During its 40-city Canadian tour over the past year, Startup Canada confirmed what those of us involved with the startup community already know:

  • Canadians in general are hyper-rational and risk averse, and view entrepreneurship with disbelief, mistrust and apathy.
  • Young people are often unaware of what it means to be an entrepreneur, and are not educated in the basics of what it takes to launch and grow a business.
  • Young people are often dissuaded by parents, school guidance counsellors and other influencers from pursuing entrepreneurship as a career path.

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Supporting investment in women-led startups

By Alexandra Reid

Maple Leaf Angels is working with Canadian Women in Technology to create investment opportunities between angels and women-led startup companies.

More than 60 angel investors, entrepreneurs, partners and sponsors filled a room in Toronto last week to hear about why such investments are vital for Canada and to listen to pitches from some high-potential early-stage technology companies led by women.

In her speech, Dr. Cindy Gordon, a startup founder and former VC who also co-founded MLA, directed the Canadian Advanced Technology Alliance and chaired CanWit, brought some valuable context to the conversation.

“In order for us to really be successful in supporting women in technology, we have to recognize that we have some fundamental issues that are catastrophic to this country,” said Dr. Gordon. “This is not a women’s issue. It’s a business imperative.”

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Recent Comments

  • Bob Bailly : Your new mode of working means no face to face interaction yet you call yourself empathetic. How can removing yourself from daily human social interactions and possibly understand what makes other people tick. Research from UCLA suggests messages conveyed face to face are understood primarily by reading body language (57%) and tone of voice (35%), and that words convey only 7%. By interacting only through computer based non-video technology is like weightlifting only using your right forearm.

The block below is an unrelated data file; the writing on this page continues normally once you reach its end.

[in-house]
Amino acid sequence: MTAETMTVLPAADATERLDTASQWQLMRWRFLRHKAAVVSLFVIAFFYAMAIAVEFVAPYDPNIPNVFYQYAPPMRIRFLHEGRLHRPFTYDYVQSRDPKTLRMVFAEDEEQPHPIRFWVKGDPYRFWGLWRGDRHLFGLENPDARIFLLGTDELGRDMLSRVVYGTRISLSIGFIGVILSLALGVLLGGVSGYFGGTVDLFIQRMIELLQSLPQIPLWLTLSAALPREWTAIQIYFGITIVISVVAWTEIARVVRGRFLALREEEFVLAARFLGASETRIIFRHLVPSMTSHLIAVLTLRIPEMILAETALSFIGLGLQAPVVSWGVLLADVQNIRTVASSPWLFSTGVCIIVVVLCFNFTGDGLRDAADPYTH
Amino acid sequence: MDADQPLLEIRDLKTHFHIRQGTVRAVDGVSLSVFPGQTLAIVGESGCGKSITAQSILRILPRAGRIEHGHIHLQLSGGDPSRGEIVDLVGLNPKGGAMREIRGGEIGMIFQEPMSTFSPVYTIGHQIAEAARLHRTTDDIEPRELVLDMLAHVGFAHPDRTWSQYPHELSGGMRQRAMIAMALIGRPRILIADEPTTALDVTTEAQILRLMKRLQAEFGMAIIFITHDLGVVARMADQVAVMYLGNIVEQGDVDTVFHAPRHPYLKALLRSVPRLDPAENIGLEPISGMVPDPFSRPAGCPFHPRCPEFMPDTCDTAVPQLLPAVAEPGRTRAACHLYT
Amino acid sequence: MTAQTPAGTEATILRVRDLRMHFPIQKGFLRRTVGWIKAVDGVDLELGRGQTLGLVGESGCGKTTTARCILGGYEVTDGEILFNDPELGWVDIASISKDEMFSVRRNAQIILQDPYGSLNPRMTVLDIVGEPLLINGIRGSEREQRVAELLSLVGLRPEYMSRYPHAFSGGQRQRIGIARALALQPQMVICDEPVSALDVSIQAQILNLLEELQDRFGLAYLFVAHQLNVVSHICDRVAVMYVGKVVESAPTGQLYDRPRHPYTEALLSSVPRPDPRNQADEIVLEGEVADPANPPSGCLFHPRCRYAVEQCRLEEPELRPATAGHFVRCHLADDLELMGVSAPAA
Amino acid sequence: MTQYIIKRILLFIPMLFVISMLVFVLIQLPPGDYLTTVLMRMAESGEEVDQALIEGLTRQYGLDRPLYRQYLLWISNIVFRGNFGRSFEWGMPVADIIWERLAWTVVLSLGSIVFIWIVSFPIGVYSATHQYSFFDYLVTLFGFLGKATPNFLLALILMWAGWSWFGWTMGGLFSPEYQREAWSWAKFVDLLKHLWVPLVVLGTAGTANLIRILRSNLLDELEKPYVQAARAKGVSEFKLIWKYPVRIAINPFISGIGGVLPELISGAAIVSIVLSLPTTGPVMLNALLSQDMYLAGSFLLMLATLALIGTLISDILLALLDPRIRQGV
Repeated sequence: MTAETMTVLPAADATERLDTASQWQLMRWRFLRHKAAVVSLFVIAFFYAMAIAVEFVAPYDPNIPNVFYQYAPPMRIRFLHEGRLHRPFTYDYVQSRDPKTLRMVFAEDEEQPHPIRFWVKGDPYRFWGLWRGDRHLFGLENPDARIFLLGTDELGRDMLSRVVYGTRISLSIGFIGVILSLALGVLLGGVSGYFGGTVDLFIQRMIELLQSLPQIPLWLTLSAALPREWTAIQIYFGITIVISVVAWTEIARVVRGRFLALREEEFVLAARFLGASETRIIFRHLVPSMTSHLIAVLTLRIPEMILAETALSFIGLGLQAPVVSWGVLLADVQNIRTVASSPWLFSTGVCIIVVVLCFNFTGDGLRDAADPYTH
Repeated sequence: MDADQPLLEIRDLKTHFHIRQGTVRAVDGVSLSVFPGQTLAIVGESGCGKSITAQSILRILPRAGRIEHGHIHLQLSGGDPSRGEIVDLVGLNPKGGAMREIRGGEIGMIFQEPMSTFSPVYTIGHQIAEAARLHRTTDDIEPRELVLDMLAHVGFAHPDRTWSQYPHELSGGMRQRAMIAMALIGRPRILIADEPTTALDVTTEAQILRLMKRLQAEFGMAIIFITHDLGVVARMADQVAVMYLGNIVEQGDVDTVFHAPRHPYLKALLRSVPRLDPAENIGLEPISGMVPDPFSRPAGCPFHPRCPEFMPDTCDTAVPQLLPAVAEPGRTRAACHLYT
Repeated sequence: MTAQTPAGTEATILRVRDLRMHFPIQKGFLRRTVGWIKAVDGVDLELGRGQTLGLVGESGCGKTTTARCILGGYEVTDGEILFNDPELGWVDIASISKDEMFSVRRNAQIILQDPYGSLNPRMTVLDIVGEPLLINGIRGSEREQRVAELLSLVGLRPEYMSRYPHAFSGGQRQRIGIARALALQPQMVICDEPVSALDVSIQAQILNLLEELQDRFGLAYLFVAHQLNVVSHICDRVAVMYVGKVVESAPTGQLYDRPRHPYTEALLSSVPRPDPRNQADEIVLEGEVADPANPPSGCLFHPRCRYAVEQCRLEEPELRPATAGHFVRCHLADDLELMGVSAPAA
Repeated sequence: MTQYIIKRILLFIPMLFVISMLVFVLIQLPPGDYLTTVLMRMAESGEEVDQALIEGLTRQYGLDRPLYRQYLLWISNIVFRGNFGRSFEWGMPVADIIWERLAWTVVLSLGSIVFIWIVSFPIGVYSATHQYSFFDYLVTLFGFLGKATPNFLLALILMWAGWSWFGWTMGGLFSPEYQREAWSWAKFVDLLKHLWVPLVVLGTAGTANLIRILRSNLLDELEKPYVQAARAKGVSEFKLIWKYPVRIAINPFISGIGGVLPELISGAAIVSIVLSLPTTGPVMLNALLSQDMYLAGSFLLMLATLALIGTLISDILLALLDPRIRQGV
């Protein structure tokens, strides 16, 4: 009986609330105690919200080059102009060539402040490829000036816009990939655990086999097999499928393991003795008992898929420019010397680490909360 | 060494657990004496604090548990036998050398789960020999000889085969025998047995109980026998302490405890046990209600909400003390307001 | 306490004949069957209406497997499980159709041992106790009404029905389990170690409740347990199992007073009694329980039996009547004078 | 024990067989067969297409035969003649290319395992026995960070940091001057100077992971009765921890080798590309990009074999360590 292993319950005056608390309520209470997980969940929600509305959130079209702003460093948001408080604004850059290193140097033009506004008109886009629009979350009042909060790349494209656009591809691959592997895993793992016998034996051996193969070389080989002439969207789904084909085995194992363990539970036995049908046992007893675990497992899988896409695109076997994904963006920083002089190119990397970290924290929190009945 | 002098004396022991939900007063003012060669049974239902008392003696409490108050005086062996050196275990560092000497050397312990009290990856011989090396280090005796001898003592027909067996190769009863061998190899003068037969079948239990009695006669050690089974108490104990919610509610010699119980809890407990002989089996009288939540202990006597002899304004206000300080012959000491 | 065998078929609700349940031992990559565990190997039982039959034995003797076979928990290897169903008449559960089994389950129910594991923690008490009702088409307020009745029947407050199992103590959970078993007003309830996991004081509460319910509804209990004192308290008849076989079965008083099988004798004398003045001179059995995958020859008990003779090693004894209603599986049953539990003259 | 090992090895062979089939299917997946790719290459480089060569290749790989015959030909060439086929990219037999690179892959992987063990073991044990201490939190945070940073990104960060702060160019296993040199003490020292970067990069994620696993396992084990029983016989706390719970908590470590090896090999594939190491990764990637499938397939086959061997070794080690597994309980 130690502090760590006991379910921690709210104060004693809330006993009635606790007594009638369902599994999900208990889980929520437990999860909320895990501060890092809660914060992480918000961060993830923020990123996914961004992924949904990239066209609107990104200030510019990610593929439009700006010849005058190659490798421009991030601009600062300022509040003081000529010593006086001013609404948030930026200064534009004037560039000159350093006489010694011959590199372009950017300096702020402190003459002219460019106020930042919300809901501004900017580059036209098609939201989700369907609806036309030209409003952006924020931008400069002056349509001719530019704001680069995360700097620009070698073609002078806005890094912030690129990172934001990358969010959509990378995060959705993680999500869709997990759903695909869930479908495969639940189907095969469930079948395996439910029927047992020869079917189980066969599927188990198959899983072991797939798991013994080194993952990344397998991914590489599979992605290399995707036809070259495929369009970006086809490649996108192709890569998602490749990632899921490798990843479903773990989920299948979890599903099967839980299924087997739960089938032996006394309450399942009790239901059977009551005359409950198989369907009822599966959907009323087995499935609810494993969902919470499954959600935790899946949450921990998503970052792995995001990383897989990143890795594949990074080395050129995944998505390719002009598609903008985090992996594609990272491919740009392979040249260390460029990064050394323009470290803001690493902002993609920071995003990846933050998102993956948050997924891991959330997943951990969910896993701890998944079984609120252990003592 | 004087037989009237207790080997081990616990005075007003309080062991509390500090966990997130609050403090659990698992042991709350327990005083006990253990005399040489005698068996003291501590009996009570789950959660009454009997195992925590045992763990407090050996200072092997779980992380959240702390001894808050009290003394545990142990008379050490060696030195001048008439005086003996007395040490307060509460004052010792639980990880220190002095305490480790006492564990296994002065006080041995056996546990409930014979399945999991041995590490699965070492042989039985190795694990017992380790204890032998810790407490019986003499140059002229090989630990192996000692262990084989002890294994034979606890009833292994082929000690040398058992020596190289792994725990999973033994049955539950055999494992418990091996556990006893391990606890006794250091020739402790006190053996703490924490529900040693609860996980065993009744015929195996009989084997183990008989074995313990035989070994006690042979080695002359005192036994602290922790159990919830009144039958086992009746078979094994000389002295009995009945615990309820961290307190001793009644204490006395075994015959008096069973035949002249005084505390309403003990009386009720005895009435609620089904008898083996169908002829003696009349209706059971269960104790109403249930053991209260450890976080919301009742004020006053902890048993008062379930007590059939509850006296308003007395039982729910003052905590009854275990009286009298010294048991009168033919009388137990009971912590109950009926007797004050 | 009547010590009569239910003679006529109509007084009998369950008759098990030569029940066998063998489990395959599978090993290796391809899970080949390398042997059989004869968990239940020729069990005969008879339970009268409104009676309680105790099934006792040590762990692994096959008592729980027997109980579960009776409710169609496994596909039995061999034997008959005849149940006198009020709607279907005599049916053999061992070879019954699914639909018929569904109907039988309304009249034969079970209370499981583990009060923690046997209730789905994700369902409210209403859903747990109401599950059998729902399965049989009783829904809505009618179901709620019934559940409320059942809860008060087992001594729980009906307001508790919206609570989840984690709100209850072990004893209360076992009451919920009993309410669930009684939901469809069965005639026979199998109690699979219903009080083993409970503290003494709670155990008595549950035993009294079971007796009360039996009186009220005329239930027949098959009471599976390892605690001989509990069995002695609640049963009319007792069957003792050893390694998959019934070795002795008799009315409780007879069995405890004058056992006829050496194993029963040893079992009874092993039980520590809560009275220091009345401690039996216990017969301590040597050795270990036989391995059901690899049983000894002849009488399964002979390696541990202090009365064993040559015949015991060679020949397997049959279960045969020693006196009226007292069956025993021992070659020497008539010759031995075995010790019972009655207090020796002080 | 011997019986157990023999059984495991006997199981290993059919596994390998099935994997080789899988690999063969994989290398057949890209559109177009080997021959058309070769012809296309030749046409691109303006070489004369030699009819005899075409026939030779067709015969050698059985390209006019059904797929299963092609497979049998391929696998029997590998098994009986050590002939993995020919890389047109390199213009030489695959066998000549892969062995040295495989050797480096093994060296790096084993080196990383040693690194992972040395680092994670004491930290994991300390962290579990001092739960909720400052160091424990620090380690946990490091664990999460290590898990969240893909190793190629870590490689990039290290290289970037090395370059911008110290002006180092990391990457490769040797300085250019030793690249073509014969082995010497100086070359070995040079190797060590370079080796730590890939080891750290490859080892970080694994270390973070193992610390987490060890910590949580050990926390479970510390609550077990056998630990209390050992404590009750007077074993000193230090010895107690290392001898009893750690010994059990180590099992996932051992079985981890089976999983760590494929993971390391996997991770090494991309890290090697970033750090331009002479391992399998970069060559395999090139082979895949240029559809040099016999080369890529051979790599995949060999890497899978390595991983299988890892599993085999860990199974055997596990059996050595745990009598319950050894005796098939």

• Anna : As a freelancer who spends much of her time on the computer writing, I find that I have a brain which connects empathically to people despite how much time I spend on technology. In fact, I am not happy being immersed daily in what I called 'imposed' social interaction (social interaction brought on by having to interact with co-workers). Such social interaction used to make be egregious, used to make me dislike co-workers, and have a generally negative view on work life. Furthermore, people like me who are generally empathic can 'hide' in our homes and be safe from others while we work; safe from their criticisms and aversions, safe from bullying and harassment. Furthermore, our talents as writers, photographers, or whatever, flourish absolutely under one important condition - freedom. I support moving work to an online domain because I see also how harmful the 9 - 5 is for people; how it drains them, how its endless cacophony of alarm clocks and ringing bells--lunch hours and lunch rooms, forced staff retreats and uncomfortable interactions with bosses--is killing them. I support allowing technology make us more efficient, happier. I support voluntary--not forced--interaction. I support eliminating the workplace altogether and creating NEW modes of working, either from home or through community-based platforms such as outdoor spaces.

  • 5 Ways to Engage With Your Brand Voice - icuc.social : [...] “A strong company voice on social media should emphasize the company’s values, objectives and key differentiators that set it apart from its competitors. These can be expressed in the tone of the communication and the content that is shared with community members and the target audience.The best social media voices are communal, grammatical, dialectical, authentic, original, contextual, relevant, timely, persistent, responsive, helpful, generous and more informal. A company’s social media voice should only be changed if absolutely necessary and should maintain all of these qualities. Any change should be preceded by lots of information explaining the change to community members to ensure they know it is deliberate and that the company isn’t suffering from some form of instability, which jeopardizes relationships.” [@TechAlly, Francis Moran & Associates – via Francis Moran & Associates] [...]